This fall, PhD Student Zach Koehn and Eddie Allison, along with faculty from the School of Public Health and the School of Aquatic and Fisheries Sciences, were selected to lead one of 5 inaugural pilot grants from the University of Washington’s Population Health Initiative. The Initiative encourages interdisciplinary problem solving at the intersection of human health, environmental resilience and socioeconomic equity. The grant will support Zach’s PhD research linking fisheries and food systems to address diet-based public health issues facing US West Coast communities.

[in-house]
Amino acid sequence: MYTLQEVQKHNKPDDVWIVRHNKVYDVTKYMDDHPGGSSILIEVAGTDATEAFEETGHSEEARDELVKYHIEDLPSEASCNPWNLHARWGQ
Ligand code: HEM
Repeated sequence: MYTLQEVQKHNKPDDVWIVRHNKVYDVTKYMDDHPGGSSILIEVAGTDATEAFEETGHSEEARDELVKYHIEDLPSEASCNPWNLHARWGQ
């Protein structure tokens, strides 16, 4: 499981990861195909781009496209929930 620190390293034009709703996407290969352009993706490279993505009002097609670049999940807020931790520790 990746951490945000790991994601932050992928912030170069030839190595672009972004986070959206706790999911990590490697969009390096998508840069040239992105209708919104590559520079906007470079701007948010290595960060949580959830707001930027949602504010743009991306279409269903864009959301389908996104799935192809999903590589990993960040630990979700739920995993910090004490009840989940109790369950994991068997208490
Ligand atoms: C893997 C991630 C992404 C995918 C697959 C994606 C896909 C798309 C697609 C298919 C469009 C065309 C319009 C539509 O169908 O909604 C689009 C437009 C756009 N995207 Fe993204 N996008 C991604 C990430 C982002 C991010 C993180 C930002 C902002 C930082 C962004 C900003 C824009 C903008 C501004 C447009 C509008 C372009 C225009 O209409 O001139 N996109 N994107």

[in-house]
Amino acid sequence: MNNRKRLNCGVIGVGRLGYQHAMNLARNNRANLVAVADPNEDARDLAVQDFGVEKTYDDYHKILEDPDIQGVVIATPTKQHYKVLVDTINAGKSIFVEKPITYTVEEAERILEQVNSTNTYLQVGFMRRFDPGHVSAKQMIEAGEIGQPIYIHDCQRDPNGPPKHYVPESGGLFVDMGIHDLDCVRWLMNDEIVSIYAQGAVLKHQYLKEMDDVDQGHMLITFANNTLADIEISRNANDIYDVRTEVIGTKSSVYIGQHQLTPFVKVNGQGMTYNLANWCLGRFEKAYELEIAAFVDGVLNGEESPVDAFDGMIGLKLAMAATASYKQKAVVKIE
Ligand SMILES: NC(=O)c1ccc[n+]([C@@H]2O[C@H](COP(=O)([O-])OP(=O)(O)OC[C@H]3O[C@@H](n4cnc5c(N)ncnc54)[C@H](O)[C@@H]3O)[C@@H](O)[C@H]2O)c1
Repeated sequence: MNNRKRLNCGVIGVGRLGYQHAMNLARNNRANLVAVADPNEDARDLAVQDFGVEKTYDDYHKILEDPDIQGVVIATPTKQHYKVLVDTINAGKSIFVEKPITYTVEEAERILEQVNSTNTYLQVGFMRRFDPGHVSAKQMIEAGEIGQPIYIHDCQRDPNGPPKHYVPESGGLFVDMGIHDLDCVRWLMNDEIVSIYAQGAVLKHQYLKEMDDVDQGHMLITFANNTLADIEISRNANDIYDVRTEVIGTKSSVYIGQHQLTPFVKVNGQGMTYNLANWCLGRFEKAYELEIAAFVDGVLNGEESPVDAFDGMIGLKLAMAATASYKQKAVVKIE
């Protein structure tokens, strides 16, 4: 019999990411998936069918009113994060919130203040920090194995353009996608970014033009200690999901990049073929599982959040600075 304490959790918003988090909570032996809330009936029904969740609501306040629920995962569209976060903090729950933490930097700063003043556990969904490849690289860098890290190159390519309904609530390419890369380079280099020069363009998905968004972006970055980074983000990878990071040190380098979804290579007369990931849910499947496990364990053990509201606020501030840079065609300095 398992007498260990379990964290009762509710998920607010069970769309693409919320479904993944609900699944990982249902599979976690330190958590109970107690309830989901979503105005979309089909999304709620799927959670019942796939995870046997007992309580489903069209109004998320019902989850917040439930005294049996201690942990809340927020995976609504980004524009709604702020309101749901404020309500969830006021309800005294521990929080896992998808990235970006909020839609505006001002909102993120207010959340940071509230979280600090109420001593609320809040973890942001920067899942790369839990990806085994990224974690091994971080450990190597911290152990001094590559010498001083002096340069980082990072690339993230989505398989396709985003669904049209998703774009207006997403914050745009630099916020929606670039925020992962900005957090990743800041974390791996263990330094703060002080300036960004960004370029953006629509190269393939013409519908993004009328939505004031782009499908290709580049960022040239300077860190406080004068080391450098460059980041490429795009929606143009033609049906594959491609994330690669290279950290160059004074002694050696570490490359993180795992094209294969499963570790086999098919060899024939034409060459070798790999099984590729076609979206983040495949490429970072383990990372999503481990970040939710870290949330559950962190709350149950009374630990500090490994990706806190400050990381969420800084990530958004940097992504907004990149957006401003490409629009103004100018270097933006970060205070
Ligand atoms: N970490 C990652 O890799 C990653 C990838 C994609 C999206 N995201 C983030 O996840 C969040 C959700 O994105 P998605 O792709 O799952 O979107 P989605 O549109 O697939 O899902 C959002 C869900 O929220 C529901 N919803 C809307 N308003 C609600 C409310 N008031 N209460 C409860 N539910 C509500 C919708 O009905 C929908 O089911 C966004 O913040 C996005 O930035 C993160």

Selected from a pool of more than 60 projects, this project will evaluate whether low-value or bycaught fish can enter local markets in areas with low income or low access to affordable healthy foods. On the project, Koehn noted "in low-income coastal populations, access and availability of healthy foods can be low, and there is a high incentive for people to substitute towards more affordable, but energy-dense nutrient poor food. Cost-effective bycaught species can provide a competitive alternative particularly for rural coastal communities where fishery landings are high. Unfortunately, there is little guidance on how fishery managers and related institutions can operationalize these goals towards equitable population health outcomes, particularly for tribes or low income and diaspora populations with traditional reliance on seafood."